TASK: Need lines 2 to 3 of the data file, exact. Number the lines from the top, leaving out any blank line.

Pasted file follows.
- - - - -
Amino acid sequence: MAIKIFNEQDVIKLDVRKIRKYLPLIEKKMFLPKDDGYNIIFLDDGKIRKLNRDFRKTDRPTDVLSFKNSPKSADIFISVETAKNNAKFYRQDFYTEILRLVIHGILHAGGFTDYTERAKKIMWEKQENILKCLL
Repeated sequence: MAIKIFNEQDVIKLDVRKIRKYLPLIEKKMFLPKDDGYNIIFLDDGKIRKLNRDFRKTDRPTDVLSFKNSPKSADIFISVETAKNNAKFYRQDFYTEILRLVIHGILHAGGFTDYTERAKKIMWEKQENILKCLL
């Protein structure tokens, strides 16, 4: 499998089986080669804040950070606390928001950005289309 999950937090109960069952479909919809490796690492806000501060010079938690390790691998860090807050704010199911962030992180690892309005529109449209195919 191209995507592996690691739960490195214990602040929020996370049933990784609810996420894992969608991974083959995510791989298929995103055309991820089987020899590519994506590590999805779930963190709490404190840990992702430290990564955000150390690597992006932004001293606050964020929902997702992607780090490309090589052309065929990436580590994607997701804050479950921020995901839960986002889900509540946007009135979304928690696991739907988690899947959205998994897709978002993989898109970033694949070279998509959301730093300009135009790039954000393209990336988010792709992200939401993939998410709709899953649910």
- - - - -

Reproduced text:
Repeated sequence: MAIKIFNEQDVIKLDVRKIRKYLPLIEKKMFLPKDDGYNIIFLDDGKIRKLNRDFRKTDRPTDVLSFKNSPKSADIFISVETAKNNAKFYRQDFYTEILRLVIHGILHAGGFTDYTERAKKIMWEKQENILKCLL
């Protein structure tokens, strides 16, 4: 499998089986080669804040950070606390928001950005289309 999950937090109960069952479909919809490796690492806000501060010079938690390790691998860090807050704010199911962030992180690892309005529109449209195919 191209995507592996690691739960490195214990602040929020996370049933990784609810996420894992969608991974083959995510791989298929995103055309991820089987020899590519994506590590999805779930963190709490404190840990992702430290990564955000150390690597992006932004001293606050964020929902997702992607780090490309090589052309065929990436580590994607997701804050479950921020995901839960986002889900509540946007009135979304928690696991739907988690899947959205998994897709978002993989898109970033694949070279998509959301730093300009135009790039954000393209990336988010792709992200939401993939998410709709899953649910």